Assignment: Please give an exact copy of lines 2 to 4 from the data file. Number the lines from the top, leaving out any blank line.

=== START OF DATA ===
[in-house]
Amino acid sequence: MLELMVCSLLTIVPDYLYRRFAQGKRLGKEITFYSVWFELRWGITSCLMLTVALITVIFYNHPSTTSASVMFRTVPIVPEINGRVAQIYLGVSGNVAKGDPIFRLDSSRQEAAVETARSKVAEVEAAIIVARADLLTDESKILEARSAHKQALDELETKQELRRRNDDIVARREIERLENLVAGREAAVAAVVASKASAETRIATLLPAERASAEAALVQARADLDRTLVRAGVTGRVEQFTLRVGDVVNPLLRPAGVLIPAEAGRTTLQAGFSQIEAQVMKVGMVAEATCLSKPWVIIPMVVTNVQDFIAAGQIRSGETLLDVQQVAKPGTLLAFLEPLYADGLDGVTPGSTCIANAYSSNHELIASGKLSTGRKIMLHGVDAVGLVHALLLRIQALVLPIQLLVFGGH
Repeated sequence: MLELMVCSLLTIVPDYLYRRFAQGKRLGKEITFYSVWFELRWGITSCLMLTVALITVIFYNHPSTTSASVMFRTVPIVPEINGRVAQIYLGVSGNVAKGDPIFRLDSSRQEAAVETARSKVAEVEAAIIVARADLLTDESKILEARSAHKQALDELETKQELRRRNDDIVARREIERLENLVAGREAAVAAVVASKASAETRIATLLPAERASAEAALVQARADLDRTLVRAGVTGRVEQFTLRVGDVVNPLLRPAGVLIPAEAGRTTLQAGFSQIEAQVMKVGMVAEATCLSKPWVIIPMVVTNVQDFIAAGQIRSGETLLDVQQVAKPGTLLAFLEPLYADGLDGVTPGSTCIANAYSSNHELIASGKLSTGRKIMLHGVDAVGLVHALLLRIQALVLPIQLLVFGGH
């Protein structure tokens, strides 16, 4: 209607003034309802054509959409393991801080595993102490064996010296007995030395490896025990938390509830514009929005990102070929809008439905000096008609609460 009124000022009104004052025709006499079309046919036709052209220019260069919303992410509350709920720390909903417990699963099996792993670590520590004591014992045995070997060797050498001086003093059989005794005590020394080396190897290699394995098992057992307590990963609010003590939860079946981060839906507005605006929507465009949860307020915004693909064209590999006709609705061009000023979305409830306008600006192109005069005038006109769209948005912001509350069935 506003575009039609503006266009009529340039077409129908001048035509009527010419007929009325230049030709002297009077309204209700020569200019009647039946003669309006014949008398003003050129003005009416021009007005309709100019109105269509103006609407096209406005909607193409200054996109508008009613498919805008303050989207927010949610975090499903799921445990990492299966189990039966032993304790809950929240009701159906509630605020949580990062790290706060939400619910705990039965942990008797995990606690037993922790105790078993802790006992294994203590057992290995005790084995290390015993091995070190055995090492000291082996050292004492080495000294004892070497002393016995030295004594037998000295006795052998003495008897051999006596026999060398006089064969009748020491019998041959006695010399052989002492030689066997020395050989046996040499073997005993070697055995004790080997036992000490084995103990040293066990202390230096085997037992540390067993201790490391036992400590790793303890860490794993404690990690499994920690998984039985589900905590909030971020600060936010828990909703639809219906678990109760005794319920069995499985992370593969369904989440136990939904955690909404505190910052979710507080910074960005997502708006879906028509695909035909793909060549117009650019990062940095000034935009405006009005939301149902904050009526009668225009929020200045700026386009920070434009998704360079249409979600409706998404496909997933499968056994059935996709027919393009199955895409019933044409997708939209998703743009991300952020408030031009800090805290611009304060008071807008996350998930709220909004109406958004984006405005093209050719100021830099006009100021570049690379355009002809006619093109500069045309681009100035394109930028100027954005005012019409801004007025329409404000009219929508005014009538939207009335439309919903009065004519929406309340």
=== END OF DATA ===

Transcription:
Amino acid sequence: MLELMVCSLLTIVPDYLYRRFAQGKRLGKEITFYSVWFELRWGITSCLMLTVALITVIFYNHPSTTSASVMFRTVPIVPEINGRVAQIYLGVSGNVAKGDPIFRLDSSRQEAAVETARSKVAEVEAAIIVARADLLTDESKILEARSAHKQALDELETKQELRRRNDDIVARREIERLENLVAGREAAVAAVVASKASAETRIATLLPAERASAEAALVQARADLDRTLVRAGVTGRVEQFTLRVGDVVNPLLRPAGVLIPAEAGRTTLQAGFSQIEAQVMKVGMVAEATCLSKPWVIIPMVVTNVQDFIAAGQIRSGETLLDVQQVAKPGTLLAFLEPLYADGLDGVTPGSTCIANAYSSNHELIASGKLSTGRKIMLHGVDAVGLVHALLLRIQALVLPIQLLVFGGH
Repeated sequence: MLELMVCSLLTIVPDYLYRRFAQGKRLGKEITFYSVWFELRWGITSCLMLTVALITVIFYNHPSTTSASVMFRTVPIVPEINGRVAQIYLGVSGNVAKGDPIFRLDSSRQEAAVETARSKVAEVEAAIIVARADLLTDESKILEARSAHKQALDELETKQELRRRNDDIVARREIERLENLVAGREAAVAAVVASKASAETRIATLLPAERASAEAALVQARADLDRTLVRAGVTGRVEQFTLRVGDVVNPLLRPAGVLIPAEAGRTTLQAGFSQIEAQVMKVGMVAEATCLSKPWVIIPMVVTNVQDFIAAGQIRSGETLLDVQQVAKPGTLLAFLEPLYADGLDGVTPGSTCIANAYSSNHELIASGKLSTGRKIMLHGVDAVGLVHALLLRIQALVLPIQLLVFGGH
């Protein structure tokens, strides 16, 4: 209607003034309802054509959409393991801080595993102490064996010296007995030395490896025990938390509830514009929005990102070929809008439905000096008609609460 009124000022009104004052025709006499079309046919036709052209220019260069919303992410509350709920720390909903417990699963099996792993670590520590004591014992045995070997060797050498001086003093059989005794005590020394080396190897290699394995098992057992307590990963609010003590939860079946981060839906507005605006929507465009949860307020915004693909064209590999006709609705061009000023979305409830306008600006192109005069005038006109769209948005912001509350069935 506003575009039609503006266009009529340039077409129908001048035509009527010419007929009325230049030709002297009077309204209700020569200019009647039946003669309006014949008398003003050129003005009416021009007005309709100019109105269509103006609407096209406005909607193409200054996109508008009613498919805008303050989207927010949610975090499903799921445990990492299966189990039966032993304790809950929240009701159906509630605020949580990062790290706060939400619910705990039965942990008797995990606690037993922790105790078993802790006992294994203590057992290995005790084995290390015993091995070190055995090492000291082996050292004492080495000294004892070497002393016995030295004594037998000295006795052998003495008897051999006596026999060398006089064969009748020491019998041959006695010399052989002492030689066997020395050989046996040499073997005993070697055995004790080997036992000490084995103990040293066990202390230096085997037992540390067993201790490391036992400590790793303890860490794993404690990690499994920690998984039985589900905590909030971020600060936010828990909703639809219906678990109760005794319920069995499985992370593969369904989440136990939904955690909404505190910052979710507080910074960005997502708006879906028509695909035909793909060549117009650019990062940095000034935009405006009005939301149902904050009526009668225009929020200045700026386009920070434009998704360079249409979600409706998404496909997933499968056994059935996709027919393009199955895409019933044409997708939209998703743009991300952020408030031009800090805290611009304060008071807008996350998930709220909004109406958004984006405005093209050719100021830099006009100021570049690379355009002809006619093109500069045309681009100035394109930028100027954005005012019409801004007025329409404000009219929508005014009538939207009335439309919903009065004519929406309340």